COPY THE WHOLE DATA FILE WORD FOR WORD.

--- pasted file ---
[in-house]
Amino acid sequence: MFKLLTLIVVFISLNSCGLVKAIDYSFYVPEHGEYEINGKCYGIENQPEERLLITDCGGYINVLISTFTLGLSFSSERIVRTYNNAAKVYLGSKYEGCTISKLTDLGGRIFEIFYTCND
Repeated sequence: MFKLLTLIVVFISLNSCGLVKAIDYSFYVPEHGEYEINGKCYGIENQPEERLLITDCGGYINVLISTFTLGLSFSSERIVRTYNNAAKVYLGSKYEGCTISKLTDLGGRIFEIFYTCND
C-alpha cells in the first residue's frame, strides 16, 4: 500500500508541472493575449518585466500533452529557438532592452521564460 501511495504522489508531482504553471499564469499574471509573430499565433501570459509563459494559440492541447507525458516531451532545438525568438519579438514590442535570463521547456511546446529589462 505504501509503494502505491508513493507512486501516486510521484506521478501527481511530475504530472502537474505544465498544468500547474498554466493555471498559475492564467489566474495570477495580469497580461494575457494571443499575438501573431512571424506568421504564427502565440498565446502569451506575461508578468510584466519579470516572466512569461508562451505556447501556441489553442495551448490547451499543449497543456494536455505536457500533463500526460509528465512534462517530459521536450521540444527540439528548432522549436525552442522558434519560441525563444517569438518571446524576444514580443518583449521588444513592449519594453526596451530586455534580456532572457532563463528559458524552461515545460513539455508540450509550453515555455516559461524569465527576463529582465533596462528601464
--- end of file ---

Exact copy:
[in-house]
Amino acid sequence: MFKLLTLIVVFISLNSCGLVKAIDYSFYVPEHGEYEINGKCYGIENQPEERLLITDCGGYINVLISTFTLGLSFSSERIVRTYNNAAKVYLGSKYEGCTISKLTDLGGRIFEIFYTCND
Repeated sequence: MFKLLTLIVVFISLNSCGLVKAIDYSFYVPEHGEYEINGKCYGIENQPEERLLITDCGGYINVLISTFTLGLSFSSERIVRTYNNAAKVYLGSKYEGCTISKLTDLGGRIFEIFYTCND
C-alpha cells in the first residue's frame, strides 16, 4: 500500500508541472493575449518585466500533452529557438532592452521564460 501511495504522489508531482504553471499564469499574471509573430499565433501570459509563459494559440492541447507525458516531451532545438525568438519579438514590442535570463521547456511546446529589462 505504501509503494502505491508513493507512486501516486510521484506521478501527481511530475504530472502537474505544465498544468500547474498554466493555471498559475492564467489566474495570477495580469497580461494575457494571443499575438501573431512571424506568421504564427502565440498565446502569451506575461508578468510584466519579470516572466512569461508562451505556447501556441489553442495551448490547451499543449497543456494536455505536457500533463500526460509528465512534462517530459521536450521540444527540439528548432522549436525552442522558434519560441525563444517569438518571446524576444514580443518583449521588444513592449519594453526596451530586455534580456532572457532563463528559458524552461515545460513539455508540450509550453515555455516559461524569465527576463529582465533596462528601464